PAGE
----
It looks as if Google’s approach to subscription-based content may soon be simplified. The Verge has reported that, according to YouTube head of music Lyor Cohen, YouTube Red and Google Play Music will be combined to form a single service that will offer ad-free access to music and video.

YouTube Red and Google Play Music subscriptions both cost $9.99 per month, and purchasing the former automatically unlocks the latter. Therefore, in a sense, the two services are already linked, though Cohen and his cohorts hope to bring them even closer together. “The important thing is combining YouTube Red and Google Play Music, and having one offering,” the executive told The Verge.

Such a combination would mitigate a problem Google is well aware of: Its subscription-based offerings are needlessly confusing. The video-focused YouTube Music and the audio streaming service Google Play Music are separate, despite the fact that their respective teams have been consolidated. Meanwhile, platforms like Spotify offer a more elegant solution, with one subscription granting access to ad-free audio and video.

Should it unite YouTube Red with Google Play Music, the world’s top video site will make it clear what exactly their $9.99-per-month gets them, which could promote more activity on the combined apps. “Music is very important to Google and we’re evaluating how to bring together our music offerings to deliver the best possible product for our users, music partners and artists,” reads a Google statement shared by The Verge. “Nothing will change for users today and we’ll provide plenty of notice before any changes are made.”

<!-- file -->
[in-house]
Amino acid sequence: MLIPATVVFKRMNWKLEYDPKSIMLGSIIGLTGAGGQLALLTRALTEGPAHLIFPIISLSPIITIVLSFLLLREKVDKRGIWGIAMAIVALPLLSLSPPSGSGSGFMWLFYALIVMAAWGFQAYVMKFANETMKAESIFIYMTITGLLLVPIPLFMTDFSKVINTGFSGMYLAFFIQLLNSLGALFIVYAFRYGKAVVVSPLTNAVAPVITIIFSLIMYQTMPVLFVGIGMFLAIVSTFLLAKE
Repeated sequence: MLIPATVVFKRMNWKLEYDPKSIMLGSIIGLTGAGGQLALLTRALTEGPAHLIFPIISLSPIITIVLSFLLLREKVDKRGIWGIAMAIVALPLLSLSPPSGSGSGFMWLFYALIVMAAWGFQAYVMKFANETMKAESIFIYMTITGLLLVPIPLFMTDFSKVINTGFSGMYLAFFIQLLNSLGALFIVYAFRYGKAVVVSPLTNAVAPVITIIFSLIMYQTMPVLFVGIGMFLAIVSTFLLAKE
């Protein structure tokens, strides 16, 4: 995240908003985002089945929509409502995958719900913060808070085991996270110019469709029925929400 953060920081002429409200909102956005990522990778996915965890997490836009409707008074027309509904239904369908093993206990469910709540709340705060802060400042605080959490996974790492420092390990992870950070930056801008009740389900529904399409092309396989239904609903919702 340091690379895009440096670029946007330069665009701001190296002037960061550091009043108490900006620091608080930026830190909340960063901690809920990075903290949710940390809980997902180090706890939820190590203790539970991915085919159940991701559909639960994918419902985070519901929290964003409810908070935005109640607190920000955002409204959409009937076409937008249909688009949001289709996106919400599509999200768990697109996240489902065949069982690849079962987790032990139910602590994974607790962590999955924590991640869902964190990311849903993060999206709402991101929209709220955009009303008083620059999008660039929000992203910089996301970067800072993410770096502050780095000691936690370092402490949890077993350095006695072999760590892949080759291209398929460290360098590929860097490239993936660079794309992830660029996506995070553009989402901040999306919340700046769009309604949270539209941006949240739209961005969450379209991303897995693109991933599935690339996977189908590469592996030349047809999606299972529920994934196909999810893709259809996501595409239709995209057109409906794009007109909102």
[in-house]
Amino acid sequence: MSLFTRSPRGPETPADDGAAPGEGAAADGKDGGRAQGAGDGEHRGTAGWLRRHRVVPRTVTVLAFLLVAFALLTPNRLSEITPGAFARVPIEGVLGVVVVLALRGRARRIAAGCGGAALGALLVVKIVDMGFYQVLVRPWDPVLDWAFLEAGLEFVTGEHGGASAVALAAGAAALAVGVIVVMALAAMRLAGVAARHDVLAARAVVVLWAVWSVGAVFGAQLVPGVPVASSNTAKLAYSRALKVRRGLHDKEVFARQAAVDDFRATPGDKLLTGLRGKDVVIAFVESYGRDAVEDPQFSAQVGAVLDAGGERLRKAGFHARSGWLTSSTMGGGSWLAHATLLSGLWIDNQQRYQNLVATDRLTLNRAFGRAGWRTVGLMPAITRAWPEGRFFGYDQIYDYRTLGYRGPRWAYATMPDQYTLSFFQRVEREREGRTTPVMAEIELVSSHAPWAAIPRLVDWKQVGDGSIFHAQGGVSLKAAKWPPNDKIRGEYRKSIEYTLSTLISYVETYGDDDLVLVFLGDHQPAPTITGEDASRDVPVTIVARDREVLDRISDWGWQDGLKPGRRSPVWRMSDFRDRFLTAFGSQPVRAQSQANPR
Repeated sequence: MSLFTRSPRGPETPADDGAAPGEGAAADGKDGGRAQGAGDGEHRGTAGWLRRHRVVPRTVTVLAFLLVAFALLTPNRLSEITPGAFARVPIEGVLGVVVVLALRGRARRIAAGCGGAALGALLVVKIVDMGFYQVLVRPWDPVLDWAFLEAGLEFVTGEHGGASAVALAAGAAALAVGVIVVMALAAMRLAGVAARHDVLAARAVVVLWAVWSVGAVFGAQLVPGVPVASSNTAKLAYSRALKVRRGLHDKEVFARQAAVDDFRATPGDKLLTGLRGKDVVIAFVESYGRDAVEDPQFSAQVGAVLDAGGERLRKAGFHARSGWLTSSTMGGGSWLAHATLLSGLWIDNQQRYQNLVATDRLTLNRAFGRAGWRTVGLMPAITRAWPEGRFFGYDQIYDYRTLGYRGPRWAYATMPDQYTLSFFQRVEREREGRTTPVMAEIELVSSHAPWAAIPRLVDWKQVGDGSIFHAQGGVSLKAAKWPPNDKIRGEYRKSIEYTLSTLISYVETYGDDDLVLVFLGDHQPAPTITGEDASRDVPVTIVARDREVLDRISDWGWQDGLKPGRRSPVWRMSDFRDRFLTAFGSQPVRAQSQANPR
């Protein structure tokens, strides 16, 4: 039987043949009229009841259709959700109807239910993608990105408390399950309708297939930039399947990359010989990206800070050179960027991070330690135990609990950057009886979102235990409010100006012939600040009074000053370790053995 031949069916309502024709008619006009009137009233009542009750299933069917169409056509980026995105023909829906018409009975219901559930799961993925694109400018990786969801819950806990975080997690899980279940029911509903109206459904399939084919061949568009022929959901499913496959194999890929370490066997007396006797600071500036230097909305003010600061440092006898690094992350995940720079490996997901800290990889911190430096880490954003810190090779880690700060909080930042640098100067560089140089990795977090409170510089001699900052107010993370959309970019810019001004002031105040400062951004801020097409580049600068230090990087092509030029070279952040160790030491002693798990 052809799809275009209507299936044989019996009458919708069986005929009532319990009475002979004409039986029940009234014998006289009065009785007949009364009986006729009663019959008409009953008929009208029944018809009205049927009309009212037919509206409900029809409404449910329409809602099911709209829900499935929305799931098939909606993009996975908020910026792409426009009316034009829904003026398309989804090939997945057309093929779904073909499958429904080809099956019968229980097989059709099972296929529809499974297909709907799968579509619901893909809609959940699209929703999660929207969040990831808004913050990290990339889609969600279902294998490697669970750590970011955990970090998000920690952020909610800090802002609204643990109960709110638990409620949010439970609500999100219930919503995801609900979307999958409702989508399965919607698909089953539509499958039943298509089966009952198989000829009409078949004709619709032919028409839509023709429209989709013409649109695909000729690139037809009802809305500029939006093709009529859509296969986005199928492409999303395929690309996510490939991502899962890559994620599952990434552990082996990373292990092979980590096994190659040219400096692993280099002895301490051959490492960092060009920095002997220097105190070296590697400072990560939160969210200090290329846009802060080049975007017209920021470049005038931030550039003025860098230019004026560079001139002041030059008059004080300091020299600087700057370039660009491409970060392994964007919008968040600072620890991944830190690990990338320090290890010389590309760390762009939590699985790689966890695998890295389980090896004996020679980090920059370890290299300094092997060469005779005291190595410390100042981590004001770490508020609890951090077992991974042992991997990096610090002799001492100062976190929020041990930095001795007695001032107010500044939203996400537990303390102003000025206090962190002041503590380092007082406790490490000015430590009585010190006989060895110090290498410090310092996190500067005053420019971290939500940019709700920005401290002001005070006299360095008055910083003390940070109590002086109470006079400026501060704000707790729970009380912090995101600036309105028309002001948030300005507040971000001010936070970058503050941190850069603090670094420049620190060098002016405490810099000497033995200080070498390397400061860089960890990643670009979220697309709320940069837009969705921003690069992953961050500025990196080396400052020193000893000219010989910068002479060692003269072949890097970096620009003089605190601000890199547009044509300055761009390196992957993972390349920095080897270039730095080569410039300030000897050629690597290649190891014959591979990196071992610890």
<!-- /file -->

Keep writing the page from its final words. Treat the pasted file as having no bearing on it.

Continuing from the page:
A more united offering could also help Cohen as he continues to negotiate with the music labels that have harried YouTube over the past year and change. “In my mind, the missing piece on building these businesses is collaborating with the [music] industry, and not just making deals and going away and seeing how it works,” he told The Verge.

Outside of the music world, a YouTube Red subscription also offers access to hours of personality-driven original programming. Those shows, many of which feature social media stars, were on display during YouTube’s presentation at VidCon 2017.

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